body, on food chemical safety and on low calorie sweeteners. He has served as a member of a number

    of UK Government Advisory Committees, and he was awarded an Officer of the Order of the British

    Empire (OBE) in the New Year Honours List in 2000. He was a member of the European Food Safety

    Authoritys (EFSA) Contaminants Panel for 2 years and has attended The Joint Expert Committee on

    Food Additives (JECFA) as a WHO temporary advisor for the past decade.

    Dr Adam Drewnowski, PhD, Professor of Epidemiology and Director of the Nutritional Science Program, University of Washington (Seattle, US)

    Dr Drewnowski is the Director of the Center for Public Health Nutrition and the University of

    Washington Center for Obesity Research and a joint member of the Fred Hutchinson Cancer

    Research Center in Seattle.

    Dr Drewnowski develops new methods and measures to explore links between food and diet

    quality, price, and sustainability. He is the author of the Nutrient Rich Foods Index, which ranks

    foods based on their nutritional value and helps to identify affordable healthy foods. The Seattle

    Obesity Study (S.O.S.), led by Dr Drewnowski, applies spatial analyses to survey research in

    helping to determine who buys what foods, where, why and for how much. Dr Drewnowski has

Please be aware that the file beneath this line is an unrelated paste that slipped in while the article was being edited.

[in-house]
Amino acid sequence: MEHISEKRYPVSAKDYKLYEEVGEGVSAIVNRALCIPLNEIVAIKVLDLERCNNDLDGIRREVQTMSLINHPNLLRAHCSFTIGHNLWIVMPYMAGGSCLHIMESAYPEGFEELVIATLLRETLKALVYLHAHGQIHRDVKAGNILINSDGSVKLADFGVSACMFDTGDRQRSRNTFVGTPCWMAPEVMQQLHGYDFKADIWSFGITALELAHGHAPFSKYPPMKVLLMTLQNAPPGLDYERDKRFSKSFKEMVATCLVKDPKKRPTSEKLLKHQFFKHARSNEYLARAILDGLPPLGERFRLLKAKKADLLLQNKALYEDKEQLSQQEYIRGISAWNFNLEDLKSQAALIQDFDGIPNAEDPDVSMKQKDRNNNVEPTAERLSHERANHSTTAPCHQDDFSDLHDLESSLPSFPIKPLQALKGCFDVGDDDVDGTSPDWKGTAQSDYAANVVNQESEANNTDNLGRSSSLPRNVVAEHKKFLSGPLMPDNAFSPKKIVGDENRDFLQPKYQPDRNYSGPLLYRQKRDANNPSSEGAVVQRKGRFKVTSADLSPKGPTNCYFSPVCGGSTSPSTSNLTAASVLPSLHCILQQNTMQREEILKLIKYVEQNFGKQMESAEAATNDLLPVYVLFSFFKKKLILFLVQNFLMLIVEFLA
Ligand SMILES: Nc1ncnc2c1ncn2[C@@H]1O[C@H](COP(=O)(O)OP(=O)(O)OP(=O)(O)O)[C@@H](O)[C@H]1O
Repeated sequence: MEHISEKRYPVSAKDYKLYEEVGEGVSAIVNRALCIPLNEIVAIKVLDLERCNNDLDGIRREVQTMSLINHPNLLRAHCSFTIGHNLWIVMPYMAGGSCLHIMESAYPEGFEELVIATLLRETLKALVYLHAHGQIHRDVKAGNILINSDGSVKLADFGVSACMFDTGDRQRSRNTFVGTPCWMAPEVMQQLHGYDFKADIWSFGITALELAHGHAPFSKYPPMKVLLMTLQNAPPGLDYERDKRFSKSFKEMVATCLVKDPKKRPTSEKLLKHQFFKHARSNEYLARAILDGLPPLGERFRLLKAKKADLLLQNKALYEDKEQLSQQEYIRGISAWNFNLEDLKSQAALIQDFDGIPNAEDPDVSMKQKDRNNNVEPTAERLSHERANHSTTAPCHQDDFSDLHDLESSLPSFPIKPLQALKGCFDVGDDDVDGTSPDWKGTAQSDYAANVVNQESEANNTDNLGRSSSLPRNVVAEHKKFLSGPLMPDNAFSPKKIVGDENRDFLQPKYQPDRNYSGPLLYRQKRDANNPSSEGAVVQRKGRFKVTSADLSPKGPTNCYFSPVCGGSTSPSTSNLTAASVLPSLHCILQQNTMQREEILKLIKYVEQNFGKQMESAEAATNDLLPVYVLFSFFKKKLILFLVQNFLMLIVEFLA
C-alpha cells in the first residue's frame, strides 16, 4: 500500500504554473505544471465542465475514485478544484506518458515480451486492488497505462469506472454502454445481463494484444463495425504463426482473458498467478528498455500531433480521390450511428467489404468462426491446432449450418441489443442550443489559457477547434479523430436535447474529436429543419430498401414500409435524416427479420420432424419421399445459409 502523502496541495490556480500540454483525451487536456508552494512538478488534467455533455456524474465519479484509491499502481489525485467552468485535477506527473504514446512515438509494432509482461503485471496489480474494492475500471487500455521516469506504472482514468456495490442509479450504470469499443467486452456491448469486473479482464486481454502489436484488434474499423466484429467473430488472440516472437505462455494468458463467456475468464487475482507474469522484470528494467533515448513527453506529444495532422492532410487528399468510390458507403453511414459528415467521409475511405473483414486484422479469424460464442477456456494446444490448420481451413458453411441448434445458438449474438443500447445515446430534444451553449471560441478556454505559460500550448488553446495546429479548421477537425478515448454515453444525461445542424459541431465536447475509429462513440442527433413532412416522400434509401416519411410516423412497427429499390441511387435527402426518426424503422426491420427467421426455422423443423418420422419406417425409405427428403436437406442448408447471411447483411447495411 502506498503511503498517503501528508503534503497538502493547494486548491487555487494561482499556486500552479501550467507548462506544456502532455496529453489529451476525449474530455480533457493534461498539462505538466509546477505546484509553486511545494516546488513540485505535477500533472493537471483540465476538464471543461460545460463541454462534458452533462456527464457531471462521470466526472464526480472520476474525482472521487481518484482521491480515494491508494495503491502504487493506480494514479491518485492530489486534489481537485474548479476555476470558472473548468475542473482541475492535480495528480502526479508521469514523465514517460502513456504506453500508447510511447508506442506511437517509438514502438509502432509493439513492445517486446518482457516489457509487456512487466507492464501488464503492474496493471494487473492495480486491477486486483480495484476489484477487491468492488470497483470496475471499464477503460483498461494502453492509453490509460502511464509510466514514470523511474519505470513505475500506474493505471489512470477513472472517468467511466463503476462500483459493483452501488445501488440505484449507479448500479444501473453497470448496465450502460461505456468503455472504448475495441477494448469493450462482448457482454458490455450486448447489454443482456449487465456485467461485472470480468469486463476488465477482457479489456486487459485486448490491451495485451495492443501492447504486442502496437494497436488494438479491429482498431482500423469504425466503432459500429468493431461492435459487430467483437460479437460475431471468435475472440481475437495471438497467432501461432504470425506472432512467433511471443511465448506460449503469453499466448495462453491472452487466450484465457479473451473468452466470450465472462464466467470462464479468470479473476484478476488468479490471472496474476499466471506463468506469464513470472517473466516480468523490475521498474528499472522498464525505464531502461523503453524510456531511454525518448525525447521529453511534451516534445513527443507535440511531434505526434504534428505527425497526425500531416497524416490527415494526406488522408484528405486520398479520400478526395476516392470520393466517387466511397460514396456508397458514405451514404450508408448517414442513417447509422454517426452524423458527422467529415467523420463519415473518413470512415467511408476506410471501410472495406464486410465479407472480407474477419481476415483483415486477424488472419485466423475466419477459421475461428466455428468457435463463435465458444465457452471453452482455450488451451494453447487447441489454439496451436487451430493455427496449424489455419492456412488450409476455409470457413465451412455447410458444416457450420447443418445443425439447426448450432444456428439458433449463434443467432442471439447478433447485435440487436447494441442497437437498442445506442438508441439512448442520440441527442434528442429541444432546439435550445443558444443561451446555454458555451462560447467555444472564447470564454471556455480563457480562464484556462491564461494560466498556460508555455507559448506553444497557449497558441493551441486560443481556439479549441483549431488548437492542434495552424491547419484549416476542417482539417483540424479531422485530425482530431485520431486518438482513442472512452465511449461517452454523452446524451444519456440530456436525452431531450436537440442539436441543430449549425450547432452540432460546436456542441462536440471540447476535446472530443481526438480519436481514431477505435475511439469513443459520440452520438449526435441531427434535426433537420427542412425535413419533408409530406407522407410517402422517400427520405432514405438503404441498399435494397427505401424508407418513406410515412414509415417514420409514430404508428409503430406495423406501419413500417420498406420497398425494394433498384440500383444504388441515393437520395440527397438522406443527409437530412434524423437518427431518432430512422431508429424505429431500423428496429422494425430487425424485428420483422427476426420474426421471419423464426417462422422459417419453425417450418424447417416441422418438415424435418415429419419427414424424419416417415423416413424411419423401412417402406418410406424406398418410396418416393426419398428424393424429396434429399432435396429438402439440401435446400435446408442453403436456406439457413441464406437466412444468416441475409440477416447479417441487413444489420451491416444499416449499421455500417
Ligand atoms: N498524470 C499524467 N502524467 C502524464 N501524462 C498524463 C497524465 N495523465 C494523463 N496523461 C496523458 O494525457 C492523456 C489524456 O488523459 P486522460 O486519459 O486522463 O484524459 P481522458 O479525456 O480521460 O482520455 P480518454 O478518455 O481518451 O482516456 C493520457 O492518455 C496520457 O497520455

conducted numerous studies on hunger, appetite and satiety to determine how different nutrients

    and food ingredients can help in the management of body weight.

    Dr Carlo La Vecchia, Chief of Epidemiology, Mario Negri Institute (Milan, Italy)

    Dr La Vecchia received his medical degree from the University of Milan and a Master of Science

    degree in clinical epidemiology from the University of Oxford, UK. He is recognised worldwide as a

    leading authority in cancer aetiology and epidemiology with over 1,470 peer-reviewed papers

    published. Dr La Vecchia serves as an editor for numerous clinical and epidemiologic journals.

    Dr La Vecchia is also an Adjunct Professor of Medicine at Vanderbilt Medical Center and the

    Vanderbilt-Ingram Cancer Center and Adjunct Professor of Epidemiology at the University of

    Lausanne, Switzerland as well as on the faculty of Medicine at the University of Milan. He is a

    temporary advisor at the WHOs International Agency for Research on Cancer (IARC) and at

    the World Health Organisation in Geneva.

  • Contents 4-9 The development of sweet taste

    10-11 The use and role of low calorie sweeteners

    12-16 The safety and approval of low calorie sweeteners

    17-23 Benefits of low calorie sweeteners for diet and health

    24-27 Low calorie sweeteners and special health considerations

    28-29 Low calorie sweeteners and healthy lifestyle habits

    30-31 The characteristics of low calorie sweeteners commonly used in Europe

    32 Glossary and further information

  • 4

    The development of sweet taste

    Section 1

    Low calorie sweeteners: the development of sweet taste

    The sense of taste is of immense importance in the

    lives of animals and humans as it determines food

    choices and influences the amounts consumed1.

    Taste, in conjunction with other senses, plays a